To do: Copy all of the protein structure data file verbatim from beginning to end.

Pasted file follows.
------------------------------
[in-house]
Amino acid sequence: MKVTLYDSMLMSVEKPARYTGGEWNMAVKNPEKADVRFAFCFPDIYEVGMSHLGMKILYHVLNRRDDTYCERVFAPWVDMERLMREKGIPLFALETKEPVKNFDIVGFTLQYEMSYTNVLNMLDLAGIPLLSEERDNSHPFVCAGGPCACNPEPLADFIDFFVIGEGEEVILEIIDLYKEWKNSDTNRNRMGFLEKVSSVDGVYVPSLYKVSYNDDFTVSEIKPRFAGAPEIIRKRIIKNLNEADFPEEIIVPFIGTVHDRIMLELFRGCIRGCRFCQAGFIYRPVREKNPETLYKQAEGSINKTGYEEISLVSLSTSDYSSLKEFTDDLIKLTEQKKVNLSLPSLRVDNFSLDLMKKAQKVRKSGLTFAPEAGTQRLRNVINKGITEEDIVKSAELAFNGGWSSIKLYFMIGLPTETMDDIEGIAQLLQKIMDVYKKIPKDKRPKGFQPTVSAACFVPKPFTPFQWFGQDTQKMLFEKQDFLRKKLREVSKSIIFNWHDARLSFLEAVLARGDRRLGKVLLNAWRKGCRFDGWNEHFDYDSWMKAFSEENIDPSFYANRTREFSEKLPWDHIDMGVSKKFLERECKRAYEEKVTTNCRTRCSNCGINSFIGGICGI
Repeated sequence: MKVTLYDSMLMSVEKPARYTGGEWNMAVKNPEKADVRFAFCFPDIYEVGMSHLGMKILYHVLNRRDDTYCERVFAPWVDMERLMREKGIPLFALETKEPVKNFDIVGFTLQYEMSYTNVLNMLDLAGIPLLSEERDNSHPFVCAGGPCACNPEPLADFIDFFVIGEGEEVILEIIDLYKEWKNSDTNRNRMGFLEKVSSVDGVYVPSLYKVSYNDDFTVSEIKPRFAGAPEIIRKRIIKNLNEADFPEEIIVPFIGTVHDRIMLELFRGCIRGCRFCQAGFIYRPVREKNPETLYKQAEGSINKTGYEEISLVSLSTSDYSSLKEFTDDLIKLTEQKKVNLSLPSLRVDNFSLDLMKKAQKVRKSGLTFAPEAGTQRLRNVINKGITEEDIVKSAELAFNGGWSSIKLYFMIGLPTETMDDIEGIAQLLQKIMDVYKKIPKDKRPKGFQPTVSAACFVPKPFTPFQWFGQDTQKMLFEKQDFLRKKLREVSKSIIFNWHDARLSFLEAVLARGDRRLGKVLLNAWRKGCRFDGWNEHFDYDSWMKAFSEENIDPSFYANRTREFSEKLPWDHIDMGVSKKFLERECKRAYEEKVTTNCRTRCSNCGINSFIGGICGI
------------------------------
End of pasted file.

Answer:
[in-house]
Amino acid sequence: MKVTLYDSMLMSVEKPARYTGGEWNMAVKNPEKADVRFAFCFPDIYEVGMSHLGMKILYHVLNRRDDTYCERVFAPWVDMERLMREKGIPLFALETKEPVKNFDIVGFTLQYEMSYTNVLNMLDLAGIPLLSEERDNSHPFVCAGGPCACNPEPLADFIDFFVIGEGEEVILEIIDLYKEWKNSDTNRNRMGFLEKVSSVDGVYVPSLYKVSYNDDFTVSEIKPRFAGAPEIIRKRIIKNLNEADFPEEIIVPFIGTVHDRIMLELFRGCIRGCRFCQAGFIYRPVREKNPETLYKQAEGSINKTGYEEISLVSLSTSDYSSLKEFTDDLIKLTEQKKVNLSLPSLRVDNFSLDLMKKAQKVRKSGLTFAPEAGTQRLRNVINKGITEEDIVKSAELAFNGGWSSIKLYFMIGLPTETMDDIEGIAQLLQKIMDVYKKIPKDKRPKGFQPTVSAACFVPKPFTPFQWFGQDTQKMLFEKQDFLRKKLREVSKSIIFNWHDARLSFLEAVLARGDRRLGKVLLNAWRKGCRFDGWNEHFDYDSWMKAFSEENIDPSFYANRTREFSEKLPWDHIDMGVSKKFLERECKRAYEEKVTTNCRTRCSNCGINSFIGGICGI
Repeated sequence: MKVTLYDSMLMSVEKPARYTGGEWNMAVKNPEKADVRFAFCFPDIYEVGMSHLGMKILYHVLNRRDDTYCERVFAPWVDMERLMREKGIPLFALETKEPVKNFDIVGFTLQYEMSYTNVLNMLDLAGIPLLSEERDNSHPFVCAGGPCACNPEPLADFIDFFVIGEGEEVILEIIDLYKEWKNSDTNRNRMGFLEKVSSVDGVYVPSLYKVSYNDDFTVSEIKPRFAGAPEIIRKRIIKNLNEADFPEEIIVPFIGTVHDRIMLELFRGCIRGCRFCQAGFIYRPVREKNPETLYKQAEGSINKTGYEEISLVSLSTSDYSSLKEFTDDLIKLTEQKKVNLSLPSLRVDNFSLDLMKKAQKVRKSGLTFAPEAGTQRLRNVINKGITEEDIVKSAELAFNGGWSSIKLYFMIGLPTETMDDIEGIAQLLQKIMDVYKKIPKDKRPKGFQPTVSAACFVPKPFTPFQWFGQDTQKMLFEKQDFLRKKLREVSKSIIFNWHDARLSFLEAVLARGDRRLGKVLLNAWRKGCRFDGWNEHFDYDSWMKAFSEENIDPSFYANRTREFSEKLPWDHIDMGVSKKFLERECKRAYEEKVTTNCRTRCSNCGINSFIGGICGI